March 6th, 2015 | by New Era Staff Reporter
WINDHOEK – The Chamber of Mines of Namibia yesterday confirmed its hopes to finalise a Mineral Beneficiation Strategy by the end of this year. The strategy would be the proposed final roadmap to guide Namibia to Vision 2030 in its industrialisation drive based on the country’s mineral resources.
According to the Chief Executive Officer of the chamber, Veston Malango, Namibia’s mineral resources hold numerous opportunities for value addition, which would result in the much-needed diversification of both the mining sector and the national economy at large.
Beneficiation came to the fore towards mid-2011 when the Ministry of Finance announced the intention to introduce an export levy of five percent as an incentive for value addition within the mining sector and other natural resource-exporting industries. Malango yesterday noted that the chamber convinced government that a five percent levy would be detrimental to the mining industry after which the proposed levy was reduced to two percent.
In response to the announcement, the Chamber of Mines proposed the establishment of a Joint Value Addition Committee, which was constituted in 2013 under the leadership of the Ministry of Mines and Energy. According to a report by the committee, which was presented in August 2014, further downstream value addition potential is available in the diamond, zinc and iron sectors. The report further identified diamonds, copper, zinc and iron ore as “low hanging fruits” on which a strong manufacturing base could be established.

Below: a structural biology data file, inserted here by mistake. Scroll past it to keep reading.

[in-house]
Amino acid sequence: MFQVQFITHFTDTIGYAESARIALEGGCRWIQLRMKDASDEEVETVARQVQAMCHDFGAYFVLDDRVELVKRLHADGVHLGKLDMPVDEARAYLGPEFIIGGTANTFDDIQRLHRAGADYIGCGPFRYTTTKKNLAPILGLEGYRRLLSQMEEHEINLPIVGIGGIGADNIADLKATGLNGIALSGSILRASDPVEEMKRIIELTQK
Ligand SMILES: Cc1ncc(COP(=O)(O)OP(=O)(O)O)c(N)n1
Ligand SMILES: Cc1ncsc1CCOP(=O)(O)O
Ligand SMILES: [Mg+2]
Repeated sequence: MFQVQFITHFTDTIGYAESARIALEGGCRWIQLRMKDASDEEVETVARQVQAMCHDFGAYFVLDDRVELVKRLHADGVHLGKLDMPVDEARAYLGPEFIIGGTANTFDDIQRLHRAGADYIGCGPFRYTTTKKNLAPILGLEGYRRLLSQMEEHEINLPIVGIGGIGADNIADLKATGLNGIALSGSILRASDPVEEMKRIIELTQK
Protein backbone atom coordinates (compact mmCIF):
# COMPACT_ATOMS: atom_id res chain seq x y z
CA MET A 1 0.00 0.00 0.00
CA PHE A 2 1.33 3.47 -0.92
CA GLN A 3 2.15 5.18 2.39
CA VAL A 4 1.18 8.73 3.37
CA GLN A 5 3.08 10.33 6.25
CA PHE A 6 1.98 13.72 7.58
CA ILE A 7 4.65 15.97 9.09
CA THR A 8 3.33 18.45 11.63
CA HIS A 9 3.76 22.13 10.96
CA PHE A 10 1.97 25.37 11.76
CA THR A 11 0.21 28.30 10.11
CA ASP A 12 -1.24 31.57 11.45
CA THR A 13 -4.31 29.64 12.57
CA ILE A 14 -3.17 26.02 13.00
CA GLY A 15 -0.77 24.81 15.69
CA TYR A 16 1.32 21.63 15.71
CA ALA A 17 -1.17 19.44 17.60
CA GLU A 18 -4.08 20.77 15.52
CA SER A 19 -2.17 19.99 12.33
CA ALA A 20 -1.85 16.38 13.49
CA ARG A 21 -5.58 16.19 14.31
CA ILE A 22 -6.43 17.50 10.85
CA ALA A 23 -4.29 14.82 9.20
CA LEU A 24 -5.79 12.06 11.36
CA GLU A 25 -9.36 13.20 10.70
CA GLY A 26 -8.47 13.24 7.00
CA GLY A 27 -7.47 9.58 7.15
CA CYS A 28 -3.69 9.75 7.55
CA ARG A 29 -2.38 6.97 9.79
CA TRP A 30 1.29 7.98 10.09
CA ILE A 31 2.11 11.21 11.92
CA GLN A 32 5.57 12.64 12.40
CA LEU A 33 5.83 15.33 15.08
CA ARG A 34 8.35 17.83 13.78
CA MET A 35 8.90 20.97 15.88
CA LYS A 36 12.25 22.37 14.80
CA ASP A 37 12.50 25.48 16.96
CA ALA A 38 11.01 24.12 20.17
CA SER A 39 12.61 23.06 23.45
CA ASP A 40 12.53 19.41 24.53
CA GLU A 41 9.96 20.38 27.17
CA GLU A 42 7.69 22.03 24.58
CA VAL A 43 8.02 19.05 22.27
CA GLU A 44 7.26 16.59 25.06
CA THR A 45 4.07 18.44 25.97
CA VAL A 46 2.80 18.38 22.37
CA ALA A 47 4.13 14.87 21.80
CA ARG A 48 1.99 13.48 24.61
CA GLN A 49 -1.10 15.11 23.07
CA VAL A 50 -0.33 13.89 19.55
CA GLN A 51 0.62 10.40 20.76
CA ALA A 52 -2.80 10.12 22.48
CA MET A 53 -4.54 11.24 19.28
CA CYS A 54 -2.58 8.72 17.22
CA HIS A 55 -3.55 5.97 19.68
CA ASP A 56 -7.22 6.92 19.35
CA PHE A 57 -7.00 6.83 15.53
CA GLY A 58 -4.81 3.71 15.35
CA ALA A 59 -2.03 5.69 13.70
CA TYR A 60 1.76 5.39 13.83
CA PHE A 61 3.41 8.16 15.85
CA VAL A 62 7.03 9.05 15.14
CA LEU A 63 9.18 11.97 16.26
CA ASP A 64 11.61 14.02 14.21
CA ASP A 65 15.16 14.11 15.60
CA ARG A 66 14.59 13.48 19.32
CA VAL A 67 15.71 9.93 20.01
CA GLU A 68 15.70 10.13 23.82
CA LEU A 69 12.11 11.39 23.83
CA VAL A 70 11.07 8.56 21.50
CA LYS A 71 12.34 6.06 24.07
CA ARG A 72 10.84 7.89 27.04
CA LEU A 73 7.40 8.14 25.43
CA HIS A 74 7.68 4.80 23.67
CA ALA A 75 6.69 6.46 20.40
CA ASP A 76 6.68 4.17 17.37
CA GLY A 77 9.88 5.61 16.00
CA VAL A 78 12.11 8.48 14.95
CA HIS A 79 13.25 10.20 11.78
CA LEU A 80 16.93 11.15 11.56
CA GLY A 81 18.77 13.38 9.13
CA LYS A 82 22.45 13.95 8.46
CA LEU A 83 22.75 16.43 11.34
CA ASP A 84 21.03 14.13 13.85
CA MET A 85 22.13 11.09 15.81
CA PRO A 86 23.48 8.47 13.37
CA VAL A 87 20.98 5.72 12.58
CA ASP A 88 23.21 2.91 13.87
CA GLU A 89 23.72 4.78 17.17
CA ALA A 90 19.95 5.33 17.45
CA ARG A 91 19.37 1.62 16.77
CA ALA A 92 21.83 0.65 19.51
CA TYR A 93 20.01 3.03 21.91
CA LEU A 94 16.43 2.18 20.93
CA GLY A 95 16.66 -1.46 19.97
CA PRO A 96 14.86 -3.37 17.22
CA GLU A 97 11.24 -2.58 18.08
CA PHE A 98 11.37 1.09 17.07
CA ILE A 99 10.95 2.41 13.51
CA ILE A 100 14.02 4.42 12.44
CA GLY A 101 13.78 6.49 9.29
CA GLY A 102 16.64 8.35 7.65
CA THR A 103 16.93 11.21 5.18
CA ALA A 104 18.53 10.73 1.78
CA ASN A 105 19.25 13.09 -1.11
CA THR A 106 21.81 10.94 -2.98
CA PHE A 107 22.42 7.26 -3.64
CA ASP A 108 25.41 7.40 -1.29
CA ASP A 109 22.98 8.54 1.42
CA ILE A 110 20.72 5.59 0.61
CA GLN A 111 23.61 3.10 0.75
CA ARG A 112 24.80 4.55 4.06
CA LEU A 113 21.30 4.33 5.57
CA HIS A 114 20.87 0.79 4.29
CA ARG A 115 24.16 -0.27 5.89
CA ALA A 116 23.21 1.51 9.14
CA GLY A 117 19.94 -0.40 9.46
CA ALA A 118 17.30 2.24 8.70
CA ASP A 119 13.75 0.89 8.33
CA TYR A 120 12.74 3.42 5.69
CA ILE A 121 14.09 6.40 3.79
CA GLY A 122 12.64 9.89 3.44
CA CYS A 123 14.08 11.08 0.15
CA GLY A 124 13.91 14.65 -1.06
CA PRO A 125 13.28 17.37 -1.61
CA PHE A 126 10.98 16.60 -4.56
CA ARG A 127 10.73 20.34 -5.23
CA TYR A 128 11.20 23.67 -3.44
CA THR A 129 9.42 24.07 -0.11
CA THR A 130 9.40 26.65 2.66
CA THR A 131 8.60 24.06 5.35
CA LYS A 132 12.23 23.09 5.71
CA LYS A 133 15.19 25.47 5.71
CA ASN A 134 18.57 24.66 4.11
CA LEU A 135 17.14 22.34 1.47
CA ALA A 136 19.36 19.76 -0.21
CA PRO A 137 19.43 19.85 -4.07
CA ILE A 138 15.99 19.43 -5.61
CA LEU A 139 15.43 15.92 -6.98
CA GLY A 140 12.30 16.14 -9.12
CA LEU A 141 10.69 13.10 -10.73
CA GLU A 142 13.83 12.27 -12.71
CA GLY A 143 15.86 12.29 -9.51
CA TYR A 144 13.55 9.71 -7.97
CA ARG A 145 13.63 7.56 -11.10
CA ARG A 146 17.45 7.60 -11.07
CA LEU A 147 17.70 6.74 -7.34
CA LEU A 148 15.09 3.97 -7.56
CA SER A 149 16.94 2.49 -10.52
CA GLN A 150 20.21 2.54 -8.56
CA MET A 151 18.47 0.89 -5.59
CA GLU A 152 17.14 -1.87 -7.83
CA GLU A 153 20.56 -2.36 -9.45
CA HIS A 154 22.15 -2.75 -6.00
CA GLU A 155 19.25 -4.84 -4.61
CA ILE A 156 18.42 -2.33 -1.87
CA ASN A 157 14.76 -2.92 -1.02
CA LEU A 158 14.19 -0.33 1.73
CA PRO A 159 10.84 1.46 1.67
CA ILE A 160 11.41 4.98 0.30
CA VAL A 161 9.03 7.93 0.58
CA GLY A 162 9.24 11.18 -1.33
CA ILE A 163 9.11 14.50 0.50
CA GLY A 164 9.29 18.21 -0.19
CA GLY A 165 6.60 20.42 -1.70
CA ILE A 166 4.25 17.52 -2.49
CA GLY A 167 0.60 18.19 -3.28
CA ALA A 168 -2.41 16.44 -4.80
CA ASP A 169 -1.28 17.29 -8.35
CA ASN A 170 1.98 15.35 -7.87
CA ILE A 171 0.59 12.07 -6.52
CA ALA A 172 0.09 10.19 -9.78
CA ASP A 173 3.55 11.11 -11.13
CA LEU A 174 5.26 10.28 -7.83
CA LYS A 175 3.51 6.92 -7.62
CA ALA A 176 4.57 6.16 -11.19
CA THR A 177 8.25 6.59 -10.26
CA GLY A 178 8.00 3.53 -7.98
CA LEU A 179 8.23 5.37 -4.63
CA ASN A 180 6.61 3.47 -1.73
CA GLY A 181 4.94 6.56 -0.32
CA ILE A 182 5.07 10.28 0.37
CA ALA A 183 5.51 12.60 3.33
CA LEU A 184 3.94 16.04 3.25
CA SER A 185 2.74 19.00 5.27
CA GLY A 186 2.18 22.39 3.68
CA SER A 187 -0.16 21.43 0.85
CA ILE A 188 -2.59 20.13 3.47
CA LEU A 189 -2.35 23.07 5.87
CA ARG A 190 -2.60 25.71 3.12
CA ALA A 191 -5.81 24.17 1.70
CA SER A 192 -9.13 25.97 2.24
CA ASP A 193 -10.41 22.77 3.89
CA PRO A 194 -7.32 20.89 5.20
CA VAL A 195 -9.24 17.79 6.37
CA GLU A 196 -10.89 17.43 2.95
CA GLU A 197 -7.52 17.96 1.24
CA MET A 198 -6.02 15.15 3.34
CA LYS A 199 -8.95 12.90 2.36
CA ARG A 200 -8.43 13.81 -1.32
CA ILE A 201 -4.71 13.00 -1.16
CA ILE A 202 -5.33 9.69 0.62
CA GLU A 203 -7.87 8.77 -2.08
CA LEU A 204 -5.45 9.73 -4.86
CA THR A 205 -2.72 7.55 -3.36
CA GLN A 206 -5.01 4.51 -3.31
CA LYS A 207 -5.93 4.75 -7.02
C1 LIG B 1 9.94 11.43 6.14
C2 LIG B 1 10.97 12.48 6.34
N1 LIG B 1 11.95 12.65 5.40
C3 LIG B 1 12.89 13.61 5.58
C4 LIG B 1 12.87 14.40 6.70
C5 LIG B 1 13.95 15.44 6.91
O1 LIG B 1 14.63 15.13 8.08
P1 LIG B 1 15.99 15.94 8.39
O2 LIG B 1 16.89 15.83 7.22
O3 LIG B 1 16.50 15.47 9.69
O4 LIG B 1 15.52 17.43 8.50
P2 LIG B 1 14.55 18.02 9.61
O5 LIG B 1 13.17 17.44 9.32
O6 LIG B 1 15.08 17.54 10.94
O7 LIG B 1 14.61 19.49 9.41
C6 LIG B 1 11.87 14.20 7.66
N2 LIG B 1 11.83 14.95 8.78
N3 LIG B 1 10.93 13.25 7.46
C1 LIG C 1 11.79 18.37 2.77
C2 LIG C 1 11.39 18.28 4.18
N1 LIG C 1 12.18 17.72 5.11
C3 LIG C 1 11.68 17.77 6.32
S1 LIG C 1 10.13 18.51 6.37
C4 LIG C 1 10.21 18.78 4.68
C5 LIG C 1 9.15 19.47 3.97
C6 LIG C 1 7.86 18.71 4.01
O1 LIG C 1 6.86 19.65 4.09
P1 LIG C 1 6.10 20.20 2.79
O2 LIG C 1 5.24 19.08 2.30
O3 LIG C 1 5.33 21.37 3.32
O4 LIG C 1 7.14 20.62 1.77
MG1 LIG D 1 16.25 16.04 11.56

Malango made these remarks at the announcement of this year’s Namibian Mining Expo and Conference, to take place on May 20 and 21. “After the overwhelming success of the past three biennial Mining Expos, the Chamber of Mines of Namibia has decided to make this event an annual highlight on the Namibian mining calendar,” said Malango.
The event brings together companies, suppliers, stakeholders and investors to showcase Namibia’s mining industry and the developments in the sector to all stakeholders. This year’s event will take place under the theme: “Mining Industry – A Catalyst for Vision 2030”.
The Mining Conference, held on the sidelines of the Expo, will include presentations on new projects such as the Otjikoto Gold Mine, the Husab Uranium Mine, and the Tschudi Copper Mine. “Looking specifically at the future of mining in Namibia, the conference will also focus on vital issues such as value addition, power supply, women in mining and mining safety. There also will be sessions on the zinc and nuclear fuel industries,” remarked Malango. The Chamber of Mines represents the interests of all the major mining and exploration companies active in Namibia.
The chamber is celebrating 46 years of existence in 2015 and has a membership of 112 companies.